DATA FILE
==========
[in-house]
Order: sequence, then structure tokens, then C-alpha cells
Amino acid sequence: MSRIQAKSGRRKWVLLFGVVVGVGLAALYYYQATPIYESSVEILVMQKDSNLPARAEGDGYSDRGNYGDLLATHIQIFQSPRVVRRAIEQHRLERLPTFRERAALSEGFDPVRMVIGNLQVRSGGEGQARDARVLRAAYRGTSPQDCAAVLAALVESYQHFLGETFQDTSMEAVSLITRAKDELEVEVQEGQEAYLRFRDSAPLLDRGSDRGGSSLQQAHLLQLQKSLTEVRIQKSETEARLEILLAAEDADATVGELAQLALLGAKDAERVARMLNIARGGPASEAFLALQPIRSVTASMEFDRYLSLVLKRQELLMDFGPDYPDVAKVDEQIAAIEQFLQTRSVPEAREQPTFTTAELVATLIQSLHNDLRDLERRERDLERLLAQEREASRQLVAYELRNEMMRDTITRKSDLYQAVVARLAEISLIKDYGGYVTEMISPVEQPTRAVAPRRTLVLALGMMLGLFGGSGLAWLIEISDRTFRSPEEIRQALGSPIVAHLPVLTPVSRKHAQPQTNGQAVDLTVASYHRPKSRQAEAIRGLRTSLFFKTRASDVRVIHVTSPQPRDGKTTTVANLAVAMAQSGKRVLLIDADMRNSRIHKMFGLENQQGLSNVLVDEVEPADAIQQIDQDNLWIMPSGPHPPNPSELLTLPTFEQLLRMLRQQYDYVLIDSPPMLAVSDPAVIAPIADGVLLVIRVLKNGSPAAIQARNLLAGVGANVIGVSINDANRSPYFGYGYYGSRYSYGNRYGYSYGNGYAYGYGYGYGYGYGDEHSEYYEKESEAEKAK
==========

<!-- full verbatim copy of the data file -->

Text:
[in-house]
Order: sequence, then structure tokens, then C-alpha cells
Amino acid sequence: MSRIQAKSGRRKWVLLFGVVVGVGLAALYYYQATPIYESSVEILVMQKDSNLPARAEGDGYSDRGNYGDLLATHIQIFQSPRVVRRAIEQHRLERLPTFRERAALSEGFDPVRMVIGNLQVRSGGEGQARDARVLRAAYRGTSPQDCAAVLAALVESYQHFLGETFQDTSMEAVSLITRAKDELEVEVQEGQEAYLRFRDSAPLLDRGSDRGGSSLQQAHLLQLQKSLTEVRIQKSETEARLEILLAAEDADATVGELAQLALLGAKDAERVARMLNIARGGPASEAFLALQPIRSVTASMEFDRYLSLVLKRQELLMDFGPDYPDVAKVDEQIAAIEQFLQTRSVPEAREQPTFTTAELVATLIQSLHNDLRDLERRERDLERLLAQEREASRQLVAYELRNEMMRDTITRKSDLYQAVVARLAEISLIKDYGGYVTEMISPVEQPTRAVAPRRTLVLALGMMLGLFGGSGLAWLIEISDRTFRSPEEIRQALGSPIVAHLPVLTPVSRKHAQPQTNGQAVDLTVASYHRPKSRQAEAIRGLRTSLFFKTRASDVRVIHVTSPQPRDGKTTTVANLAVAMAQSGKRVLLIDADMRNSRIHKMFGLENQQGLSNVLVDEVEPADAIQQIDQDNLWIMPSGPHPPNPSELLTLPTFEQLLRMLRQQYDYVLIDSPPMLAVSDPAVIAPIADGVLLVIRVLKNGSPAAIQARNLLAGVGANVIGVSINDANRSPYFGYGYYGSRYSYGNRYGYSYGNGYAYGYGYGYGYGYGDEHSEYYEKESEAEKAK